5 Psychological Factors that may Contribute to PMDD Symptoms
Premenstrual dysphoric disorder (PMDD) is a severe form of premenstrual syndrome (PMS), comprising emotional and physical symptoms, including symptoms of depression, anxiety, fatigue, irritability and panic attacks. It happens during the Luteal Phase, approximately two weeks before the menstrual period, and typically ends two to three days after the menses stops.
Research suggests that there are 5 main psychological factors that may exacerbate the emotional symptoms that occur for women with PMDD.
NEGATIVE COGNITIVE STYLE
A risk factor that may exacerbate PMDD symptoms is having a negative cognitive style. This involves critically evaluating yourself and the world around you. Many factors can cause us to develop a negative cognitive style, such as receiving harsh feedback from our parents during childhood, or experiencing rejection from people around us.
Sometimes these negative cognitive styles are not obvious and do not impact our everyday lives until they are triggered by a stressful event.
For women with PMDD, having a negative cognitive style may maintain depressive symptoms, including feelings of hopelessness and tearfulness. Research has found that women with PMDD use a higher number of negative adjectives to describe themselves during the Luteal Phase, compared to healthy women.
Having a negative view of yourself, the world around you and the future may also reduce your beliefs about your self-efficacy, namely the beliefs you have about your ability to complete tasks and reach your goals. For women with PMDD, having a reduced self-efficacy can make you feel frustrated with yourself and worsen your depressive and anxious symptoms.
Alexithymia refers to difficulties in recognising and expressing your emotional and physical symptoms, and is a likely factor that contributes to the PMDD experience. Alexithymia may impact women with PMDD for two reasons.
Firstly, difficulty identifying your internal experiences may cause you to experience elevated physical symptoms and pain. Furthermore, high levels of alexithymia may reduce your ability to cope with stressful situations or pain, because it becomes more challenging to find the most beneficial way of managing your symptoms.
Research has also highlighted an association between alexithymia and poor body image. Women with PMDD tend to have lower levels of body satisfaction, and it is likely that this is in part caused by alexithymia, as difficulty in understanding your symptoms can become internalised and associated with your body.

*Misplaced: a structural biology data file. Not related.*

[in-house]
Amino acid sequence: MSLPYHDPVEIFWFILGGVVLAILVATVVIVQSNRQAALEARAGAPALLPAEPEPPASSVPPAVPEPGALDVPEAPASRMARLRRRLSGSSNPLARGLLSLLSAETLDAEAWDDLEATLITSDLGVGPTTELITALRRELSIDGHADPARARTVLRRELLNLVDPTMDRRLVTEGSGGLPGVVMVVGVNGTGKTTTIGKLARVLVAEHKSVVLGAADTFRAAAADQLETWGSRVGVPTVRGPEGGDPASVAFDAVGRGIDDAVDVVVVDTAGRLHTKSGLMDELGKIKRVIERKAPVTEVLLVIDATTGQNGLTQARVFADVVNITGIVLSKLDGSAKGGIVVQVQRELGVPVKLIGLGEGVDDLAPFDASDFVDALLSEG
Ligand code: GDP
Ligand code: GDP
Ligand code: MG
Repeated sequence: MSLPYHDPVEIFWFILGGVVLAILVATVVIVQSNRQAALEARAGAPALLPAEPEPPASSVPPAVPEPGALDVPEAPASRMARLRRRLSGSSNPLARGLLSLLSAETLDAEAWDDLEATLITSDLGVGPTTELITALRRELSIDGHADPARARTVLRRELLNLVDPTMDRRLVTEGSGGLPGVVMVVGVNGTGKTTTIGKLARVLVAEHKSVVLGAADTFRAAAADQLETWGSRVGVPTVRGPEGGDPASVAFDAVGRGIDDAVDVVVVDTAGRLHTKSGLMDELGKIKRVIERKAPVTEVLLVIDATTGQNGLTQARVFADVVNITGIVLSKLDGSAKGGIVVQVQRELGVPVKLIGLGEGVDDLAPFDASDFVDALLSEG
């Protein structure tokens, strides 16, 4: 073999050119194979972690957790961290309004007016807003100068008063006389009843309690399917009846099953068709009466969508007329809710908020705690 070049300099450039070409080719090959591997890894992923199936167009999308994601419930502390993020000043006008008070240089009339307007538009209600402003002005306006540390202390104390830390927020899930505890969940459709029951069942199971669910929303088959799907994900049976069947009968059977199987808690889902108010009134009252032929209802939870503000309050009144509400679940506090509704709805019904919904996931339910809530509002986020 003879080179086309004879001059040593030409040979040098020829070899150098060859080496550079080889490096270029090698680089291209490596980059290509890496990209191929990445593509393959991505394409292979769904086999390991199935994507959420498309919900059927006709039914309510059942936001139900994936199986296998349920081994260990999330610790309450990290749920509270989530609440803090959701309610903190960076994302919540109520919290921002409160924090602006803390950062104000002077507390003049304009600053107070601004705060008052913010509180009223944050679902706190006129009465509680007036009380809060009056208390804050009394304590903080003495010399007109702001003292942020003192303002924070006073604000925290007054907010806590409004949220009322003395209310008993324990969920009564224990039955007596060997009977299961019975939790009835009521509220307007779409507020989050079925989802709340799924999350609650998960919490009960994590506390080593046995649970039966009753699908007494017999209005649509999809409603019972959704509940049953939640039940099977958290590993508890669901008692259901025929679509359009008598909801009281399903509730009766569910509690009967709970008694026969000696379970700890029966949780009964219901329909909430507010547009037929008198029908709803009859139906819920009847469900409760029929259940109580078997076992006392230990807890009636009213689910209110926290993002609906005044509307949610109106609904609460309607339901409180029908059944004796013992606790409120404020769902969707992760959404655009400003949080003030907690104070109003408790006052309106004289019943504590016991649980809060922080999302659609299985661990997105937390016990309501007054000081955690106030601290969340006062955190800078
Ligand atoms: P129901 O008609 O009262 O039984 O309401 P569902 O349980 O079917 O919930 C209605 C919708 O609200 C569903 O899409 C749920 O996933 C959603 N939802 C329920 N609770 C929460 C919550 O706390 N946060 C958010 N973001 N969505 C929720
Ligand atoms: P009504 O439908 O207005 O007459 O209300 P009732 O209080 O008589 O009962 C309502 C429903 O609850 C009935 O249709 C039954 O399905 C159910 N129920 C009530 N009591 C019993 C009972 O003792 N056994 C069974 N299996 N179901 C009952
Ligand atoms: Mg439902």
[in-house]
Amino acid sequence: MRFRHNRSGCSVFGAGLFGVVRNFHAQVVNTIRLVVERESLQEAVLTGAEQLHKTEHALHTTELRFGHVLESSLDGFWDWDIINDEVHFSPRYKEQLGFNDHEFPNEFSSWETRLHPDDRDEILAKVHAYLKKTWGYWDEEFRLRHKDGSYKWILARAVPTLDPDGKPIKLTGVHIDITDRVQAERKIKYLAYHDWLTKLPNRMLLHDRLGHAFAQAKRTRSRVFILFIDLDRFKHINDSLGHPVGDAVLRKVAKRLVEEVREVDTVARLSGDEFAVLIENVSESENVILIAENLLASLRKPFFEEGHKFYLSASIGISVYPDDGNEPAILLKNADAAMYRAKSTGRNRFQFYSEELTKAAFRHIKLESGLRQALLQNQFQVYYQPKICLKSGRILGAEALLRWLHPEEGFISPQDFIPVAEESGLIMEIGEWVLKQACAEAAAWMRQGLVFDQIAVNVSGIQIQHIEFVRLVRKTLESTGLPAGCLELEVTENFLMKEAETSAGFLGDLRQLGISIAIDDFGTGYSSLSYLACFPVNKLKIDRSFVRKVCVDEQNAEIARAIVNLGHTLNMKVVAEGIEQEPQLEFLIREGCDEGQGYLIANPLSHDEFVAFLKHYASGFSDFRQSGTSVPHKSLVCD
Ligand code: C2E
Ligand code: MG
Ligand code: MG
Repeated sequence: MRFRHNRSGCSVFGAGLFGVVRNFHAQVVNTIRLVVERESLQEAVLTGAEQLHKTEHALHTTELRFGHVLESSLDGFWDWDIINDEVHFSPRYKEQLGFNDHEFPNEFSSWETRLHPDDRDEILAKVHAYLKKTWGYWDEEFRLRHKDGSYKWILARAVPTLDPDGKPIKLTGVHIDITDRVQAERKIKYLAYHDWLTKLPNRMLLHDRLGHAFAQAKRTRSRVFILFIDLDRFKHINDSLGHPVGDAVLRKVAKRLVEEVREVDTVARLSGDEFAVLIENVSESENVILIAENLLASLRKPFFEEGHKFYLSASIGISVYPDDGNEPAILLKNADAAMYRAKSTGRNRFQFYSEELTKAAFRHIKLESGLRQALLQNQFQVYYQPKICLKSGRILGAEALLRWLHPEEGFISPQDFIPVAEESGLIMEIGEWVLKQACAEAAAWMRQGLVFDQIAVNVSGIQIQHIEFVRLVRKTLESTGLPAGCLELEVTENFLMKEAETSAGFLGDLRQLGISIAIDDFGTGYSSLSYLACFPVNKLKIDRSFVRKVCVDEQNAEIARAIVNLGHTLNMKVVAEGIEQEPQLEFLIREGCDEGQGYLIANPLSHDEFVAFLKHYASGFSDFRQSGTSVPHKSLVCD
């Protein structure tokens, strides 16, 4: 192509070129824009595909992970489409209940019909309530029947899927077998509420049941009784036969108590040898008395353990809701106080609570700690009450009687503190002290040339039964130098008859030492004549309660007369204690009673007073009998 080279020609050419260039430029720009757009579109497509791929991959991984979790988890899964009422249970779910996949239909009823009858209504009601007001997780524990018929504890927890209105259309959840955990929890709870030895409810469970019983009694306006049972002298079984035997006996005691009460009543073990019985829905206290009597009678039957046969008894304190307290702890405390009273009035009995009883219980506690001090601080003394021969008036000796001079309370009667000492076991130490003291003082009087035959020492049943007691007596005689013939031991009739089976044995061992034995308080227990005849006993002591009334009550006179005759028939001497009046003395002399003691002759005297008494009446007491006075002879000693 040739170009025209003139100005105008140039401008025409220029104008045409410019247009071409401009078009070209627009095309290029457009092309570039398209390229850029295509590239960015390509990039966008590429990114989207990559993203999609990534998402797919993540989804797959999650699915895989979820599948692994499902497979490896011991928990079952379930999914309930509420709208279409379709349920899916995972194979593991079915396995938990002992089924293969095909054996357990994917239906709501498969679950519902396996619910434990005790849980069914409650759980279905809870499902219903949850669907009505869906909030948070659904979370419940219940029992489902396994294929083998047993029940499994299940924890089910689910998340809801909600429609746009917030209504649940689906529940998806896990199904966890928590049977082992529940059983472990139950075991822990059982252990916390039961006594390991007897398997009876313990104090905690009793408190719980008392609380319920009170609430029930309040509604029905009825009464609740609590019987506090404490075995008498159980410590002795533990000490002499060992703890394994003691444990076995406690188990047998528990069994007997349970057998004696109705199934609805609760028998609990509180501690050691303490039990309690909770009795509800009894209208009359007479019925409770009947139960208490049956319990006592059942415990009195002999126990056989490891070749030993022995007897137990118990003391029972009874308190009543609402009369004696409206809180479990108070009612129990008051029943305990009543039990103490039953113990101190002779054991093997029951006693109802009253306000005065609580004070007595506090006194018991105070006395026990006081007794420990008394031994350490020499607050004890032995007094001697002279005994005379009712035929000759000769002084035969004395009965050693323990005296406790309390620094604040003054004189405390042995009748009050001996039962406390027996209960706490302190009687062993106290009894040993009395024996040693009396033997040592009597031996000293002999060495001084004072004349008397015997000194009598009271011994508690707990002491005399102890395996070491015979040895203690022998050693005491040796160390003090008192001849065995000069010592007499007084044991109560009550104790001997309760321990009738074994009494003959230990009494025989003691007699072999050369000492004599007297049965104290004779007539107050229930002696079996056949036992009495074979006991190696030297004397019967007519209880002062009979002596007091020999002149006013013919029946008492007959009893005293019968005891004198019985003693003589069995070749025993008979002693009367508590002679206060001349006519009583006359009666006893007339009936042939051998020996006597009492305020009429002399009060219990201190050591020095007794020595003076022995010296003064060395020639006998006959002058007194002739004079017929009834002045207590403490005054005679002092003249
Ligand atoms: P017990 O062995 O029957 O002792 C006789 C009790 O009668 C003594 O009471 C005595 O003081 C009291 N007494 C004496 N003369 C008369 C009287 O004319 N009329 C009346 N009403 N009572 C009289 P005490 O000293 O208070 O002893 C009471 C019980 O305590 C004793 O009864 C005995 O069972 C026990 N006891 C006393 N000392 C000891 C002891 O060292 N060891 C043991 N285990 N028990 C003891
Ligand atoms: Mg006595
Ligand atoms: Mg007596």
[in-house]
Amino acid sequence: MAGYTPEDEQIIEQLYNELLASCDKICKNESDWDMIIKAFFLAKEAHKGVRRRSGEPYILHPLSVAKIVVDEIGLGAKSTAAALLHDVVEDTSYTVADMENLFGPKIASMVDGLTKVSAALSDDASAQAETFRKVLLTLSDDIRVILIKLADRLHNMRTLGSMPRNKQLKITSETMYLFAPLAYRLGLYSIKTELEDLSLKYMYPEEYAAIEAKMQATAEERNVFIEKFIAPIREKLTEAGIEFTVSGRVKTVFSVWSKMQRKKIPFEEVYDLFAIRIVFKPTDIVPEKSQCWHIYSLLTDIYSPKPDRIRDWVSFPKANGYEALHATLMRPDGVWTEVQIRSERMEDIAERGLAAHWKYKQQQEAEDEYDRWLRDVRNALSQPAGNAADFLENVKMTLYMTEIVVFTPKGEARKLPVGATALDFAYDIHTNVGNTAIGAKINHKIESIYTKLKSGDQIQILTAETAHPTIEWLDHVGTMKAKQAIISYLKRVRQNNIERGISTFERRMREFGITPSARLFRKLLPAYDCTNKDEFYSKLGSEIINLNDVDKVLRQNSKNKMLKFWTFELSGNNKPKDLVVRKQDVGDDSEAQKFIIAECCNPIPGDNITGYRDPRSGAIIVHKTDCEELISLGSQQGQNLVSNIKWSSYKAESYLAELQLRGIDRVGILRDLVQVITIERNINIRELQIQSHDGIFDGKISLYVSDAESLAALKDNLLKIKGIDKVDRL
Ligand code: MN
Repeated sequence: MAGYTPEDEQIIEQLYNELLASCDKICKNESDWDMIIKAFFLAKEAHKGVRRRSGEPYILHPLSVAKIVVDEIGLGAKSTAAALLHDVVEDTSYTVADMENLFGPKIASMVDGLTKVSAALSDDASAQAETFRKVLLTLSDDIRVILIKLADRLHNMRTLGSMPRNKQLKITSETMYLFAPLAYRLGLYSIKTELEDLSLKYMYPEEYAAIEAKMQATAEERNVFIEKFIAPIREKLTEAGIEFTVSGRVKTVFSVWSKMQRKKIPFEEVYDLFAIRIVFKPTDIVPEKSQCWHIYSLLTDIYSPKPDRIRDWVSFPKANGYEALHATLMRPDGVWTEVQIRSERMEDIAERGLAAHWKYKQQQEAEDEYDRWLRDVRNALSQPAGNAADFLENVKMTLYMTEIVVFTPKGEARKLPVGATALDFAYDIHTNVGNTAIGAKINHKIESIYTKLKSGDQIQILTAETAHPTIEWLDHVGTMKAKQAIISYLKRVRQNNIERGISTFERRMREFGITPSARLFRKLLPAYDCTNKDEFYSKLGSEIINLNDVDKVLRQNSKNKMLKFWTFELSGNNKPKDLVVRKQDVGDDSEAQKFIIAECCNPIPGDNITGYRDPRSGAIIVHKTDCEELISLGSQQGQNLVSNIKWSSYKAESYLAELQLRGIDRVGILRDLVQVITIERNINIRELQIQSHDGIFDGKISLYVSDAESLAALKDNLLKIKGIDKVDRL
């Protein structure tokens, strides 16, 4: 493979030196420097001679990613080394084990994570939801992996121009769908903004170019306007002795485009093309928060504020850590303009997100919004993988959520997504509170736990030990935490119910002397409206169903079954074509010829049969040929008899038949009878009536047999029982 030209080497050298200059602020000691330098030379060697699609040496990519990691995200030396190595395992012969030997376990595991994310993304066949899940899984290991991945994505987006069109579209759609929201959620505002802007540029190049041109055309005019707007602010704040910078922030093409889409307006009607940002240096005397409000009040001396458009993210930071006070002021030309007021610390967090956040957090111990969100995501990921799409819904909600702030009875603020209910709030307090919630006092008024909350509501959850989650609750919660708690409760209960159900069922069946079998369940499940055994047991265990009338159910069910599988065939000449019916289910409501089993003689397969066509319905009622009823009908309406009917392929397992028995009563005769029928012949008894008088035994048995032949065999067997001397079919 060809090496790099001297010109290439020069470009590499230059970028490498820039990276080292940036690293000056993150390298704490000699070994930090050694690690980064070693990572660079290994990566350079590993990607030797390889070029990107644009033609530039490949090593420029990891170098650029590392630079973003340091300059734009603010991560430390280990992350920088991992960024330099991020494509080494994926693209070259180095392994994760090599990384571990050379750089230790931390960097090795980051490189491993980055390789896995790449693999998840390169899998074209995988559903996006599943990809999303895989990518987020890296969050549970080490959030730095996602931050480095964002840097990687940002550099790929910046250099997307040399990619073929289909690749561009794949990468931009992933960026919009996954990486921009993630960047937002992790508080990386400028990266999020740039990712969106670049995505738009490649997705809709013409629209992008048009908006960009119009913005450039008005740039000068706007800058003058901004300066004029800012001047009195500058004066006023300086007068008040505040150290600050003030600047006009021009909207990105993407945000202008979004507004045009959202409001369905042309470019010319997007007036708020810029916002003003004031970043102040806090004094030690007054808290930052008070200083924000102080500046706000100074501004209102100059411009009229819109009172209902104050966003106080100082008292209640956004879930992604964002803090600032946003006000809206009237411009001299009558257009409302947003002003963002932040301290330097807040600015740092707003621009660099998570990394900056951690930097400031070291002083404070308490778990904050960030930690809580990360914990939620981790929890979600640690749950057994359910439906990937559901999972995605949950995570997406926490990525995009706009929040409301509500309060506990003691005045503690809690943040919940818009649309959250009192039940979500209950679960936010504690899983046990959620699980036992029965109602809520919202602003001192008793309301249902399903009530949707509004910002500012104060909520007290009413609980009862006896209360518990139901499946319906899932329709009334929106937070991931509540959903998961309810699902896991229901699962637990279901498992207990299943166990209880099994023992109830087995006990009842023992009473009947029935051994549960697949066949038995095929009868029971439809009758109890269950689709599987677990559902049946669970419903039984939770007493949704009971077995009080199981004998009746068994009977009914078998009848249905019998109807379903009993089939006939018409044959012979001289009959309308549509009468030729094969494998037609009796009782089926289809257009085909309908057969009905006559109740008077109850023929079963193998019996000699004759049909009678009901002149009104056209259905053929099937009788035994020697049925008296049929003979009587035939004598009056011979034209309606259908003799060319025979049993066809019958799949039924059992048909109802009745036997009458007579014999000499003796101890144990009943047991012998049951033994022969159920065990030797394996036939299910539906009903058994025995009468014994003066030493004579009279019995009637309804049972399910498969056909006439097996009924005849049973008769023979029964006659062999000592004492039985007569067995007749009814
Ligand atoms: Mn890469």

A significant risk factor for developing PMDD is the experience of abuse or trauma. This could be experienced in different ways, such as emotional, physical or sexual abuse. Research has highlighted a relationship between childhood trauma or abuse and the development of PMDD.
Experiencing a trauma may affect your emotional regulation skills, which refers to the ability to influence your emotions. Women who have suffered a trauma at a young age may be ill-equipped to process changes in emotional and physical symptoms. This may be particularly relevant during the Luteal Phase before menstruation, where particularly difficult emotional, cognitive and physical changes occur.
Experiencing abuse or trauma may also increase your sensitivity to negative information in the environment. Taken together, this may mean that women may feel overwhelmed by intense negative symptoms, leading to the development of PMDD.
Neuroticism is one of the Big Five personality traits, and has been associated with PMDD. Neuroticism is characterised by an inclination towards frequent worrying, low mood and sensitivity to negative information. Neuroticism is not always a bad thing – it may be beneficial for survival by making us more sensitive to environmental threats. However, for women with PMDD, this can contribute to the severity of your symptoms.
Furthermore, neuroticism is associated with higher levels of a specific serotonin receptor, which results in altered serotonin levels. These altered levels may worsen feelings of depression and anxiety. Neuroticism may therefore cause intensified experiences of negative emotions and stress in PMDD.
POOR SOCIAL SUPPORT
Research suggests that low levels of social support is a strong predictor of PMDD. As PMDD affects a smaller proportion of women compared to PMS, it is less widely spoken about and this can result in feelings of isolation. Feeling that nobody understands your experience and that you have to cope with your symptoms alone can lead to feelings of loneliness and increased stress levels.
Moreover, having low quality relationships can exacerbate PMDD symptoms; feeling unsupported in low quality relationships, especially during the Luteal Phase when symptoms arise, can intensify experiences of anxiety, depression and stress.
Although these emotional experiences may feel overwhelming and difficult to control or change, we are here to support you.
Psychotherapy can help you work on your deep-rooted thinking patterns and unhelpful coping strategies that may be exacerbating your symptoms. Our psychotherapists are available for face-to-face and remote online sessions. We offer a free 30 minute session,
Nutritional therapy can help you improve symptoms that may be caused in part by hormone sensitivities.
Our programme, MindHealth, combines both psychotherapy and nutritional support to help you target both your psychological and somatic symptoms. A holistic approach can help you build a better relationship with your body, mind and emotions. You can find out more about our programme here.
To book a FREE 30 minute session with a therapist, a 15-minute nutrition call with our experienced nutrition team, or to find out more about our MindHealth programme, book a call with our Client Support team.